January 7, 2014 at 1:00 am

Terry Foster

Three big players are failing to keep Pistons pumping

Greg Monroe posts up well and plays a finesse power game, but it isn't translating into success. (Clarence Tabb Jr. / Detroit News)

Auburn Hills — Maurice Cheeks is in a tough spot.

He coaches a team whose parts don’t fit, and he said Monday he doesn’t know what to do.

Here’s the solution.

Josh Smith, Greg Monroe and Andre Drummond are fine players. The thing is, they don’t work well together. Why? They’re at their best inside the paint — Drummond attacks the rim and dunks; Monroe likes to post up and play a finesse/power game; and Smith is best facing the bucket.

So, Cheeks has two options.

■He can ask Pistons president Joe Dumars to trade one of the three.

■He can bring one of them off the bench.

Option 2 is a tougher sell than No. 1. Smith makes more money than anybody else on the team, Monroe wants to get paid more, and Drummond is considered to be the future of the franchise.

So, if you can’t make a trade, the best bet is to have Drummond come off the bench.

One half not enough

When Smith was asked the question as to whether the pieces can fit together, his answer was short.

“It’s proven to happen,” he said. “Thank you.”

He’s right. It works — but only short term.

It worked at Miami and at Indiana — both Detroit wins.

But usually, it only works for a half. They run the court fluidly for one half, then become selfish.

Smith has said the problem is the three players don’t communicate defensively enough. And that’s a problem considering assistant Rasheed Wallace is always screaming for the bigs to communicate.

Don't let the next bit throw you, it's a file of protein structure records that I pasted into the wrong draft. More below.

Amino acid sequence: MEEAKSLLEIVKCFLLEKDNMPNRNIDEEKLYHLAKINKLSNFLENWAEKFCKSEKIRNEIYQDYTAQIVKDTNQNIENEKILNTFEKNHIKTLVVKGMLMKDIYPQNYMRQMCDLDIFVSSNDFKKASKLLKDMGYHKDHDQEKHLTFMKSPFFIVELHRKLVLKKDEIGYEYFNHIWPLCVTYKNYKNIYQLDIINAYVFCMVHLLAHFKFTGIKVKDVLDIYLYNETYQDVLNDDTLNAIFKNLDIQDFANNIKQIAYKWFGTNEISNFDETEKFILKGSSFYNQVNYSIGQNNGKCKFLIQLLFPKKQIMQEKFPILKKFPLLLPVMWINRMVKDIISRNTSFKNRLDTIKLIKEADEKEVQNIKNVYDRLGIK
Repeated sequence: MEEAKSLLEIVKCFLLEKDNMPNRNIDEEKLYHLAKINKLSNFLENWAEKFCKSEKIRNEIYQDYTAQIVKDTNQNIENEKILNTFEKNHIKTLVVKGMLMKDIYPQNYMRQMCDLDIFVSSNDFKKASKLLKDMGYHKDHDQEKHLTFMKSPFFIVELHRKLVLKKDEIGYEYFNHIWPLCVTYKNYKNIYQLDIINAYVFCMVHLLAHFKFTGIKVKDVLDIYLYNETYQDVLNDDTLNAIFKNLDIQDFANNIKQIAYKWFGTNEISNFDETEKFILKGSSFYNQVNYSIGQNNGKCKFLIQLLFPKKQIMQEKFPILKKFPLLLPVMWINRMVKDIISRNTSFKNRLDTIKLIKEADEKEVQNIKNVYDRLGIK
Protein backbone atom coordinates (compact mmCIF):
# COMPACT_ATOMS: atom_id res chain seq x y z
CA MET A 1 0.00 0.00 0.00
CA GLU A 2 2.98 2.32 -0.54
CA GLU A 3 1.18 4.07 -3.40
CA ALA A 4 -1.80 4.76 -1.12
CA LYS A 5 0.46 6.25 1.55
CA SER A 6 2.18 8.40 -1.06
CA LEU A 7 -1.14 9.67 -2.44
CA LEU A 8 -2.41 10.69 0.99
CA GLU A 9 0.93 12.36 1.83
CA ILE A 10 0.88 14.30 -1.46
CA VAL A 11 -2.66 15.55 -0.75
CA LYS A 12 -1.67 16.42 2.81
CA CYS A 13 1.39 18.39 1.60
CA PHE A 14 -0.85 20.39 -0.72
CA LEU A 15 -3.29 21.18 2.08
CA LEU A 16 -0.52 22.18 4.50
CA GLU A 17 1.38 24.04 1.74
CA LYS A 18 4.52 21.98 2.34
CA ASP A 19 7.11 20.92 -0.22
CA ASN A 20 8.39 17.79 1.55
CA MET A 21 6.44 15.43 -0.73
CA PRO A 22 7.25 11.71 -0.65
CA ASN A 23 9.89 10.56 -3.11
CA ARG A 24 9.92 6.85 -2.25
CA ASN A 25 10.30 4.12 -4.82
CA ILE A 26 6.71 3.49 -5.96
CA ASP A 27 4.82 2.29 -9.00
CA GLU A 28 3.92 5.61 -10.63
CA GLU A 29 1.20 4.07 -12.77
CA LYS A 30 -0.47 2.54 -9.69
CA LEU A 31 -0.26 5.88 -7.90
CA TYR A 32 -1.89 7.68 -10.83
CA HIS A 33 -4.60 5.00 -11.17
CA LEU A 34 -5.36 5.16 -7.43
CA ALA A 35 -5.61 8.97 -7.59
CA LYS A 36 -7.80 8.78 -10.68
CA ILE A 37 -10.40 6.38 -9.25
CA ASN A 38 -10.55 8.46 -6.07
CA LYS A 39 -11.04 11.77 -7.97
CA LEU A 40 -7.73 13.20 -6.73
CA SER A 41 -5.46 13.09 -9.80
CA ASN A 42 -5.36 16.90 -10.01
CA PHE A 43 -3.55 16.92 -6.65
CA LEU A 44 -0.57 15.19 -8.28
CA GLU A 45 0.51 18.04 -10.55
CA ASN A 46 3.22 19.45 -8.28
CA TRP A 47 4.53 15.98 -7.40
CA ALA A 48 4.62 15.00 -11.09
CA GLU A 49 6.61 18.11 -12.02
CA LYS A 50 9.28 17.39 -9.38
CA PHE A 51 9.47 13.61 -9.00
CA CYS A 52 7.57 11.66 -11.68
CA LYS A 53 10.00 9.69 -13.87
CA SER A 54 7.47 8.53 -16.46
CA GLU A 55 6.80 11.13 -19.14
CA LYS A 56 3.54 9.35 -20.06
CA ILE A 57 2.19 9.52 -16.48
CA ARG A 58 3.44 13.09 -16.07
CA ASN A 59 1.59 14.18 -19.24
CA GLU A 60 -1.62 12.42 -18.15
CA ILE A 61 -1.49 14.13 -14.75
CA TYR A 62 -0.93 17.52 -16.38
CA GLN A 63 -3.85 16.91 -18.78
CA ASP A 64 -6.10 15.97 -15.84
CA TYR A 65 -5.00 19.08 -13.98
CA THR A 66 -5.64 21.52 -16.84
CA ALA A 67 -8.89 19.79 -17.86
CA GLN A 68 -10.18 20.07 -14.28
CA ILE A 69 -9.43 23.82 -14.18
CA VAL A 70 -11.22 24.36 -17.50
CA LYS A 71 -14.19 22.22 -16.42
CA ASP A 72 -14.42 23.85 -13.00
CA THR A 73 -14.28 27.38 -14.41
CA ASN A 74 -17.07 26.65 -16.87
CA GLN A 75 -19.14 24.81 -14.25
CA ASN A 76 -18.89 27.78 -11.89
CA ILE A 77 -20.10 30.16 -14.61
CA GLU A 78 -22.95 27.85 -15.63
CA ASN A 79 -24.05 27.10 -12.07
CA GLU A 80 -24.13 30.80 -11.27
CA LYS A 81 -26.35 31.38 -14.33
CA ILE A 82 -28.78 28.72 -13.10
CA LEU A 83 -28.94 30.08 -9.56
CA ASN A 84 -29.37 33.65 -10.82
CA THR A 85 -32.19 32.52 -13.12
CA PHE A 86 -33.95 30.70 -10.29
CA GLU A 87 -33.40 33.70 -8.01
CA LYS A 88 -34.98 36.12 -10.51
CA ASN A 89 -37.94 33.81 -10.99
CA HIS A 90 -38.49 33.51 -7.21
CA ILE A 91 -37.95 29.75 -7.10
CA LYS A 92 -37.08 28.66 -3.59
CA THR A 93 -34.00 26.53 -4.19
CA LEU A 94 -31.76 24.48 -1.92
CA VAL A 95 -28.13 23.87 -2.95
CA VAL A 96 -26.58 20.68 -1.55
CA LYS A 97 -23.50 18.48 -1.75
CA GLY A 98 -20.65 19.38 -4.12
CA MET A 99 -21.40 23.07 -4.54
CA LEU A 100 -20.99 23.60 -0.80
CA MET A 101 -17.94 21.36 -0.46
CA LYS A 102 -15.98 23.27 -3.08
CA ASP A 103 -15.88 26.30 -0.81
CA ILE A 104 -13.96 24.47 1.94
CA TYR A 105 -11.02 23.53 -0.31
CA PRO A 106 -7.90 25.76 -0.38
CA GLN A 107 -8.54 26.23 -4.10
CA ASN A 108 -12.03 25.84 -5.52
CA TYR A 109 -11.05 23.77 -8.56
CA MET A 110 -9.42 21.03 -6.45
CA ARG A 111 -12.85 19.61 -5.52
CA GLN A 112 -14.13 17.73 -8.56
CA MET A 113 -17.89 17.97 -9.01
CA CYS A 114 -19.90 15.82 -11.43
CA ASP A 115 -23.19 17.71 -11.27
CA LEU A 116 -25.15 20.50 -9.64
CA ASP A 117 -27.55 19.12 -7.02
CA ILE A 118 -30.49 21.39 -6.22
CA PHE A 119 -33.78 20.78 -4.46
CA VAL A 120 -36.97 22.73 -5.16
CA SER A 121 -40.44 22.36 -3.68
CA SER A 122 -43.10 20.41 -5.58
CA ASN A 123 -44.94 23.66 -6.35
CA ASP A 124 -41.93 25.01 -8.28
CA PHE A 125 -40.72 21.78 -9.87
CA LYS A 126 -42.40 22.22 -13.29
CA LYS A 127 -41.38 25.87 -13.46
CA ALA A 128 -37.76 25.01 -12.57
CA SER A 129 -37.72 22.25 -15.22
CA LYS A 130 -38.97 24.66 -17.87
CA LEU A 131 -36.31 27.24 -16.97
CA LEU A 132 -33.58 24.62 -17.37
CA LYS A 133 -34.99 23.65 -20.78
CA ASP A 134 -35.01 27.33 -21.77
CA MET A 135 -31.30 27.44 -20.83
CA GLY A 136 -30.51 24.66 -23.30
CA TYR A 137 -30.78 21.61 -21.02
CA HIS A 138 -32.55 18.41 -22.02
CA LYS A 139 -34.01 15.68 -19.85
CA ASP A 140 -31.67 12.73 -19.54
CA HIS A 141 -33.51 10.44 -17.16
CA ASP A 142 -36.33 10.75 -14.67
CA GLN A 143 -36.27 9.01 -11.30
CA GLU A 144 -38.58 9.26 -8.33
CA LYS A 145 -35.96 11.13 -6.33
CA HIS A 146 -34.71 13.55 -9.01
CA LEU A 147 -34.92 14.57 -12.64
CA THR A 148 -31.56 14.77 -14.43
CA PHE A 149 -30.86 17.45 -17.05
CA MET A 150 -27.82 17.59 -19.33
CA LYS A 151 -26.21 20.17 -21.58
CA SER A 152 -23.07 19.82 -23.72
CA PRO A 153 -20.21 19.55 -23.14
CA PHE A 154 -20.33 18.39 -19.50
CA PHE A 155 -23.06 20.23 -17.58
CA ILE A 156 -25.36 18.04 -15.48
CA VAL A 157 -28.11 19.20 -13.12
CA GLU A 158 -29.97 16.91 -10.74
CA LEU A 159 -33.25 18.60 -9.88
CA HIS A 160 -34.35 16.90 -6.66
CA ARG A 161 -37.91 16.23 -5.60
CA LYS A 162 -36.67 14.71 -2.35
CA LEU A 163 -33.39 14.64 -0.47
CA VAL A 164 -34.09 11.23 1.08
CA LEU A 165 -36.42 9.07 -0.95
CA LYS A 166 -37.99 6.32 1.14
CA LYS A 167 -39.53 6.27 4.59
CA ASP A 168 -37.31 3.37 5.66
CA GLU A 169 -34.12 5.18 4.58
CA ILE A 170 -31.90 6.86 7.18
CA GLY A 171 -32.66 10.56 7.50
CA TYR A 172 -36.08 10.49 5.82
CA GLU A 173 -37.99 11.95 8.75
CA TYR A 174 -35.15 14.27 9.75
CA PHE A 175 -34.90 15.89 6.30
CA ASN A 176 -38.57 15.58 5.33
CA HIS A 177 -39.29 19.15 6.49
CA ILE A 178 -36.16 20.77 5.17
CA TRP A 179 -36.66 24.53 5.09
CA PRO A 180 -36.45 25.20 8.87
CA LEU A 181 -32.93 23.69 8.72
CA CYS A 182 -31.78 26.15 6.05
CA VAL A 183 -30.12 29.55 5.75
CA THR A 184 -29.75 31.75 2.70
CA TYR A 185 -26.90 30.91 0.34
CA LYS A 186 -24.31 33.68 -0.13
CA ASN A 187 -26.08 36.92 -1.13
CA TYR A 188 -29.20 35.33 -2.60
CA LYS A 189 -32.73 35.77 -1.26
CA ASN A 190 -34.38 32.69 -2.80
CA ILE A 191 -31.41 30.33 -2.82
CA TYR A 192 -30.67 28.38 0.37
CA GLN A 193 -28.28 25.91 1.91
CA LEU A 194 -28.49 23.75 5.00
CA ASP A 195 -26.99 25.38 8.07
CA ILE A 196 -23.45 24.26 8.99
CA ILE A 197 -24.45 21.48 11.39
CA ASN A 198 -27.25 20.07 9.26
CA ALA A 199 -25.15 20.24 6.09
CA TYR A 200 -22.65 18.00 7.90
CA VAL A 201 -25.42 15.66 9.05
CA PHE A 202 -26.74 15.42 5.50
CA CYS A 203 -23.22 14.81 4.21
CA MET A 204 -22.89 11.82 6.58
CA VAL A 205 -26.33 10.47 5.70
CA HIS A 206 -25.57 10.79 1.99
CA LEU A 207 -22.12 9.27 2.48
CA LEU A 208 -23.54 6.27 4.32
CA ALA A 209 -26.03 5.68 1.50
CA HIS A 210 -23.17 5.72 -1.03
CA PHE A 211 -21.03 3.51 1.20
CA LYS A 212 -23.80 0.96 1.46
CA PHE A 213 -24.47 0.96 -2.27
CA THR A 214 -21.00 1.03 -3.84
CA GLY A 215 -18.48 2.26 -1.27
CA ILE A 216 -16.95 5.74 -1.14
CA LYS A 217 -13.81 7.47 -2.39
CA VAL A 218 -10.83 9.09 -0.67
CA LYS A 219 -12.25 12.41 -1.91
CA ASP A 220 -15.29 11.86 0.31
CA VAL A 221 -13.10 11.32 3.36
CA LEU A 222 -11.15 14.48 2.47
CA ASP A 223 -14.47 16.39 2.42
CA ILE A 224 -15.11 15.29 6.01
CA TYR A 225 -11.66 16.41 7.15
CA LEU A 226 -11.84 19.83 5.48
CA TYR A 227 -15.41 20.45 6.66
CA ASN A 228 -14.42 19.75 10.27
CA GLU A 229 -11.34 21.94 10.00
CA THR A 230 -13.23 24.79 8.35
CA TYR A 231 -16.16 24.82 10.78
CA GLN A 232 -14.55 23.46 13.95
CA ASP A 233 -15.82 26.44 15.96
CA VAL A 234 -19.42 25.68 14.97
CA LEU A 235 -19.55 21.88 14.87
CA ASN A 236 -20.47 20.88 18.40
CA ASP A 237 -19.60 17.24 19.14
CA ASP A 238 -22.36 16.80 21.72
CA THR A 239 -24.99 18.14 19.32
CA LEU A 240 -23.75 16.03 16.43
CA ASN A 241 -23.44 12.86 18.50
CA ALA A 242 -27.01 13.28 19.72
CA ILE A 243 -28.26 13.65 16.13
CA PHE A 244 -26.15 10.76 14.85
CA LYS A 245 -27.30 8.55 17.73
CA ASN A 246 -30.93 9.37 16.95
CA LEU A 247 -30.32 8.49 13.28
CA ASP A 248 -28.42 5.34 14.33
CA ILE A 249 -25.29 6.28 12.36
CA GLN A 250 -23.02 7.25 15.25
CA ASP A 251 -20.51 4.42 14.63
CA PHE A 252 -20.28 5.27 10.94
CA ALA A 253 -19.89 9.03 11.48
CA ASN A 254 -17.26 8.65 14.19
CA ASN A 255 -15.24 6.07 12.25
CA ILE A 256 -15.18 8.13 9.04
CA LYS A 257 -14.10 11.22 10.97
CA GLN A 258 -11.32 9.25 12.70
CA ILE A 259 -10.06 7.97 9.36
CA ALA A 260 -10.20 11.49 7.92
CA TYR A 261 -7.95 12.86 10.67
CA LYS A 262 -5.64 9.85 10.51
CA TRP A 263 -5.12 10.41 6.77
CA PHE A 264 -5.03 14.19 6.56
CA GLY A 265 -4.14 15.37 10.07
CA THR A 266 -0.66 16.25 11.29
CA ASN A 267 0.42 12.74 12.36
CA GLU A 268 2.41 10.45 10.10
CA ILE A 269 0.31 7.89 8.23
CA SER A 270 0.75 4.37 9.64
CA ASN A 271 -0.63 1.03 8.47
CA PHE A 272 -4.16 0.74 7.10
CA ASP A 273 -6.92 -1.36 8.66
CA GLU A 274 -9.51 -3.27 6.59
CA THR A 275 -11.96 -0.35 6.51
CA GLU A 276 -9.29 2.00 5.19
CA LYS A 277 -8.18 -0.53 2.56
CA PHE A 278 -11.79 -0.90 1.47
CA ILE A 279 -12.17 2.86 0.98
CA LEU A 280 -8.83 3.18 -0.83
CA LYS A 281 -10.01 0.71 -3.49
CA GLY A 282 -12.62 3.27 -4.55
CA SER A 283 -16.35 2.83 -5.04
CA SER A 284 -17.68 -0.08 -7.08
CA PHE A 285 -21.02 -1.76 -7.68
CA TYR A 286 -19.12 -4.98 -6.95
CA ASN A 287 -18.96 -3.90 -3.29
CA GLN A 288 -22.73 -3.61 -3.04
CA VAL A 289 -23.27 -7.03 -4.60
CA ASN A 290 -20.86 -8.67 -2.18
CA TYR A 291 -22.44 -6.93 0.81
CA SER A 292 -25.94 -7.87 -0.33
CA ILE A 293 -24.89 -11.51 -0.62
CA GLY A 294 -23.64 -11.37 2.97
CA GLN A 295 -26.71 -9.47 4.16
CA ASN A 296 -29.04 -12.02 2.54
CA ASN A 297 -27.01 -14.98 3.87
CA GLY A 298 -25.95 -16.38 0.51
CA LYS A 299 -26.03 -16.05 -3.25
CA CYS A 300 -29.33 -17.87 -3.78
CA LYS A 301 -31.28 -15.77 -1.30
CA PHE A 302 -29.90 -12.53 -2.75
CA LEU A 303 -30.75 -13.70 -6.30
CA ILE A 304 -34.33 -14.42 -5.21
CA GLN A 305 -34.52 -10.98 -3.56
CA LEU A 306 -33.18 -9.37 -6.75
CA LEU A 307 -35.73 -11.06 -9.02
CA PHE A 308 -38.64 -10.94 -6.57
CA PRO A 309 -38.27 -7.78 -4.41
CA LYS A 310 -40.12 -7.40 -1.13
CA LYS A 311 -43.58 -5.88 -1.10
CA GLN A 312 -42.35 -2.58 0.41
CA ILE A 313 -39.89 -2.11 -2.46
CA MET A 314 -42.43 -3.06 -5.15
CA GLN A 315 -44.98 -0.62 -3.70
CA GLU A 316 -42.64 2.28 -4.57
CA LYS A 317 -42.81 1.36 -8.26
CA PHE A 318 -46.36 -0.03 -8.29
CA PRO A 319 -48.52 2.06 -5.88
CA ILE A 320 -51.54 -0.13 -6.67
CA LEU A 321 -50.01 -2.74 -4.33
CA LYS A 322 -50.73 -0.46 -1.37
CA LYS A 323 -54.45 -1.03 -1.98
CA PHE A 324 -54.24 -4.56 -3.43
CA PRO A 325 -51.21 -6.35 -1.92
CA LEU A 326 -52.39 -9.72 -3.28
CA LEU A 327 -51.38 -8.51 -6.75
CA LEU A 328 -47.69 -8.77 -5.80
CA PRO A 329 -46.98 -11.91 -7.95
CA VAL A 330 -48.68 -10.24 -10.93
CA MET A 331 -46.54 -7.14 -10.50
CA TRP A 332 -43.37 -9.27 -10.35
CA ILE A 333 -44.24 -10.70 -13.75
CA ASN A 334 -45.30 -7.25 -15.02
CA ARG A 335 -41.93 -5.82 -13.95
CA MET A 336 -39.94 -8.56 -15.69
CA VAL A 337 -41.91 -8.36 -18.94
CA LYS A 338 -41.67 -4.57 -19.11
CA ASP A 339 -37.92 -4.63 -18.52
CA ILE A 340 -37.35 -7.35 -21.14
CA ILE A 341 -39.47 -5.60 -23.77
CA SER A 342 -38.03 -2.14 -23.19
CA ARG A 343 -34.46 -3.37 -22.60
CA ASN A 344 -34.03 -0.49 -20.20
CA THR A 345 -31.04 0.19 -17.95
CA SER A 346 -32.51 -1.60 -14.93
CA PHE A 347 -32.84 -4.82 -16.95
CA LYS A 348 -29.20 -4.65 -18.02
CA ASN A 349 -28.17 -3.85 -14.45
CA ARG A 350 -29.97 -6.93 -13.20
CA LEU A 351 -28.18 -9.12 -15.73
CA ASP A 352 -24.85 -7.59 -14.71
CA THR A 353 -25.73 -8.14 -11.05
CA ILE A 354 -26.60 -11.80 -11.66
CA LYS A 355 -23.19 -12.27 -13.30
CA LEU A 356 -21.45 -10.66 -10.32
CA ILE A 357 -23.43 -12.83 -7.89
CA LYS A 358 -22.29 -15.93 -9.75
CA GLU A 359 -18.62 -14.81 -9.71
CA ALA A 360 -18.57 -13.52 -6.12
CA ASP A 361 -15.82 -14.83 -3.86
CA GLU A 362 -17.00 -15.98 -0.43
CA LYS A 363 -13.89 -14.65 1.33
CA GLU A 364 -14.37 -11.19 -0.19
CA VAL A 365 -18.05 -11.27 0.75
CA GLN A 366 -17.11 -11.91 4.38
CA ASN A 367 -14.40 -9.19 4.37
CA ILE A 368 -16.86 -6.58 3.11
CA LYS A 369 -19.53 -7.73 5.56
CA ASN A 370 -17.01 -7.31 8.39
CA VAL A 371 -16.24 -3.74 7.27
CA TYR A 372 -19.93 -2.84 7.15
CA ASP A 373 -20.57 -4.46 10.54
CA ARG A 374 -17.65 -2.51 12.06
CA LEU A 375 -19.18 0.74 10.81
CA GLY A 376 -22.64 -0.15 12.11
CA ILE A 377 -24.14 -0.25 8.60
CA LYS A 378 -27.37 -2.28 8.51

“When those guys are on the floor, we use those guys in the paint in the first half,” Cheeks said. “I don’t know why it should be any different in the second half.”

Something must change

But here’s another problem.

The Pistons don’t have enough consistent outside shooting to made the inside trio effective.

Smith just went through a stretch where he was unstoppable inside. So teams adjusted by double-teaming him and daring teammates to hit open jumpers.

They didn’t.

And they don’t.

Simply, something has to change the next few weeks.

Sure, the Pistons are still in the playoff hunt, but you would assume some of the bottom-feeders in the East will figure things out and make a run and push Detroit to the brink.

Cheeks, however, said he is not willing to bench one of the big three.

“Nothing is written in stone,” he said. “I have not thought about that seriously.”

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